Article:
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Haskell for multicores

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GHC Haskell comes with a large set of libraries and tools for building programs that exploit multicore architectures.

This site attempts to document all our available information on exploiting such hardware with Haskell.

Throughout, we focus on exploiting shared-memory SMP systems, with aim of lowering absolute wall clock times. The machines we target are typical 2x to 32x desktop multicore machine, on which vanilla GHC will run.


1 Introduction

To get an idea of what we aim to do -- reduce running times by exploiting more cores -- here's a naive "hello, world" of parallel programs: parallel, naive fib. It simply tells us whether or not the SMP runtime is working:

    import Control.Parallel
    import Control.Monad
    import Text.Printf
    cutoff = 35
    fib' :: Int -> Integer
    fib' 0 = 0
    fib' 1 = 1
    fib' n = fib' (n-1) + fib' (n-2)
    fib :: Int -> Integer
    fib n | n < cutoff = fib' n
          | otherwise  = r `par` (l `pseq` l + r)
        l = fib (n-1)
        r = fib (n-2)
    main = forM_ [0..45] $ \i ->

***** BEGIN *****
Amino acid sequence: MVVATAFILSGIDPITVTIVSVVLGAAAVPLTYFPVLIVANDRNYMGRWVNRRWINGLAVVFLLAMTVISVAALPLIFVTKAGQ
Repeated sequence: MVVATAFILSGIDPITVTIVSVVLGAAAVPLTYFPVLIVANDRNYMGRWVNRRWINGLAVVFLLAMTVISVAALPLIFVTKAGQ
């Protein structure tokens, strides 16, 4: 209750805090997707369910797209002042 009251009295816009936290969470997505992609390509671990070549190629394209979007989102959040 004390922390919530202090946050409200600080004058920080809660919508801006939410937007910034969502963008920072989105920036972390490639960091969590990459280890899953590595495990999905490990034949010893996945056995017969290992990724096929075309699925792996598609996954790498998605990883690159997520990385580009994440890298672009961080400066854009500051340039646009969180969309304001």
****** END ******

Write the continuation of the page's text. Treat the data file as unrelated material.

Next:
printf "n=%d => %d\n" i (fib i)

We compile it with the `-threaded` flag:

   $ ghc -O2 -threaded --make fib.hs
   [1 of 1] Compiling Main             ( fib.hs, fib.o )
   Linking fib ...

And run it with:

   +RTS -Nx

where 'x' is the number of cores you have (or a slightly higher value). Here, on a quad core linux system:

   ./fib +RTS -N4  76.81s user 0.75s system 351% cpu 22.059 total

So we were able to use 3.5/4 of the available cpu time. And this is typical, most problems aren't easily scalable, and we must trade off work on more cores, for more overhead with communication.

1.1 Examples

1.2 Further reading

2 Thread primitives

Control.Concurrent Control.Concurrent

  • forkIO


2.1 Further reading

3 Synchronisation with locks


  • MVar


3.1 Further reading

4 Message passing channels


  • Chan


4.1 Examples

4.2 Further reading

5 Lock-free synchronisation

Software Transactional Memory

  • STM


5.1 Further reading

6 Asynchronous messages


  • Async exceptions


6.1 Examples

6.2 Further reading

7 Parallelism strategies


  • Parallel, pure strategies


7.1 Further reading

8 Data parallel arrays

Data Parallel Arrays


8.1 Further reading

9 Foreign languages calls and concurrency

Non-blocking foreign calls in concurrent threads.

10 Profiling and measurement

   +RTS -sstderr

10.1 Further reading